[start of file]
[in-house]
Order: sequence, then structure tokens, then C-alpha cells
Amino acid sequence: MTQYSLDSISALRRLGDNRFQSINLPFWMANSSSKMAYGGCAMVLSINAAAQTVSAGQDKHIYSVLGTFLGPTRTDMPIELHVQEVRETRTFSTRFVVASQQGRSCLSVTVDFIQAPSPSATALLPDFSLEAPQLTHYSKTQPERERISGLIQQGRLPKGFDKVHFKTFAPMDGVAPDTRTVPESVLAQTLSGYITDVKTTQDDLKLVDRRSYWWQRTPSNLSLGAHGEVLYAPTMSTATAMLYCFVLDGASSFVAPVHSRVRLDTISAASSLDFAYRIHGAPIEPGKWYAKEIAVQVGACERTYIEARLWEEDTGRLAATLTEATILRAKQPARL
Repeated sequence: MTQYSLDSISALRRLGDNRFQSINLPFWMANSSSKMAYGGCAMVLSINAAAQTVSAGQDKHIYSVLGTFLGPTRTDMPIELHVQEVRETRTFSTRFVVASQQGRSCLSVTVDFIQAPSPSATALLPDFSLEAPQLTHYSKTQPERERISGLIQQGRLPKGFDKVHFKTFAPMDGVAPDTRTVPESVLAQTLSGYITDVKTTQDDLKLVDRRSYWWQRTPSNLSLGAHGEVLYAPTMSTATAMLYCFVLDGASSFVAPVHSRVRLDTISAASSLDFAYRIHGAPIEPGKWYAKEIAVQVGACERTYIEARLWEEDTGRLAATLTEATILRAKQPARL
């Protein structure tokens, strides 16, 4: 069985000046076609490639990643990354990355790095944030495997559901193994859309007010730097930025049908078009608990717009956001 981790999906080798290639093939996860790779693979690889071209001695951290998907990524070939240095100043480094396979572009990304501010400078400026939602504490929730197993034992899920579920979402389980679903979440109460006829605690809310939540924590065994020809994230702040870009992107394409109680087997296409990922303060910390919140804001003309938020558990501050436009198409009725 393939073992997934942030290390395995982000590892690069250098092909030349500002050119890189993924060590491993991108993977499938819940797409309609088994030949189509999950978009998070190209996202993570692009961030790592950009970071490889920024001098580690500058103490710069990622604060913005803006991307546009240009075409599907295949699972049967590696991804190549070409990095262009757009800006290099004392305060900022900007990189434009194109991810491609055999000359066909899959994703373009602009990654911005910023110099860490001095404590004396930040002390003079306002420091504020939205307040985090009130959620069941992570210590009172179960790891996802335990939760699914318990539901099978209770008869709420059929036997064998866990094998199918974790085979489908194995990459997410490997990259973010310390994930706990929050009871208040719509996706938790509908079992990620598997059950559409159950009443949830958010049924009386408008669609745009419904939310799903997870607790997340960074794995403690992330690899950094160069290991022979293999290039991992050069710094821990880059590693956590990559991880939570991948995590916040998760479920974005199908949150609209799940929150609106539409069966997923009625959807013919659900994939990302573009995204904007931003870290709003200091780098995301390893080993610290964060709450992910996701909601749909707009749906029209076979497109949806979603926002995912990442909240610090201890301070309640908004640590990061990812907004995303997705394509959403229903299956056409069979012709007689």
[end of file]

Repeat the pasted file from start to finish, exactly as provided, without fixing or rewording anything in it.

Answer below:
[in-house]
Order: sequence, then structure tokens, then C-alpha cells
Amino acid sequence: MTQYSLDSISALRRLGDNRFQSINLPFWMANSSSKMAYGGCAMVLSINAAAQTVSAGQDKHIYSVLGTFLGPTRTDMPIELHVQEVRETRTFSTRFVVASQQGRSCLSVTVDFIQAPSPSATALLPDFSLEAPQLTHYSKTQPERERISGLIQQGRLPKGFDKVHFKTFAPMDGVAPDTRTVPESVLAQTLSGYITDVKTTQDDLKLVDRRSYWWQRTPSNLSLGAHGEVLYAPTMSTATAMLYCFVLDGASSFVAPVHSRVRLDTISAASSLDFAYRIHGAPIEPGKWYAKEIAVQVGACERTYIEARLWEEDTGRLAATLTEATILRAKQPARL
Repeated sequence: MTQYSLDSISALRRLGDNRFQSINLPFWMANSSSKMAYGGCAMVLSINAAAQTVSAGQDKHIYSVLGTFLGPTRTDMPIELHVQEVRETRTFSTRFVVASQQGRSCLSVTVDFIQAPSPSATALLPDFSLEAPQLTHYSKTQPERERISGLIQQGRLPKGFDKVHFKTFAPMDGVAPDTRTVPESVLAQTLSGYITDVKTTQDDLKLVDRRSYWWQRTPSNLSLGAHGEVLYAPTMSTATAMLYCFVLDGASSFVAPVHSRVRLDTISAASSLDFAYRIHGAPIEPGKWYAKEIAVQVGACERTYIEARLWEEDTGRLAATLTEATILRAKQPARL
């Protein structure tokens, strides 16, 4: 069985000046076609490639990643990354990355790095944030495997559901193994859309007010730097930025049908078009608990717009956001 981790999906080798290639093939996860790779693979690889071209001695951290998907990524070939240095100043480094396979572009990304501010400078400026939602504490929730197993034992899920579920979402389980679903979440109460006829605690809310939540924590065994020809994230702040870009992107394409109680087997296409990922303060910390919140804001003309938020558990501050436009198409009725 393939073992997934942030290390395995982000590892690069250098092909030349500002050119890189993924060590491993991108993977499938819940797409309609088994030949189509999950978009998070190209996202993570692009961030790592950009970071490889920024001098580690500058103490710069990622604060913005803006991307546009240009075409599907295949699972049967590696991804190549070409990095262009757009800006290099004392305060900022900007990189434009194109991810491609055999000359066909899959994703373009602009990654911005910023110099860490001095404590004396930040002390003079306002420091504020939205307040985090009130959620069941992570210590009172179960790891996802335990939760699914318990539901099978209770008869709420059929036997064998866990094998199918974790085979489908194995990459997410490997990259973010310390994930706990929050009871208040719509996706938790509908079992990620598997059950559409159950009443949830958010049924009386408008669609745009419904939310799903997870607790997340960074794995403690992330690899950094160069290991022979293999290039991992050069710094821990880059590693956590990559991880939570991948995590916040998760479920974005199908949150609209799940929150609106539409069966997923009625959807013919659900994939990302573009995204904007931003870290709003200091780098995301390893080993610290964060709450992910996701909601749909707009749906029209076979497109949806979603926002995912990442909240610090201890301070309640908004640590990061990812907004995303997705394509959403229903299956056409069979012709007689």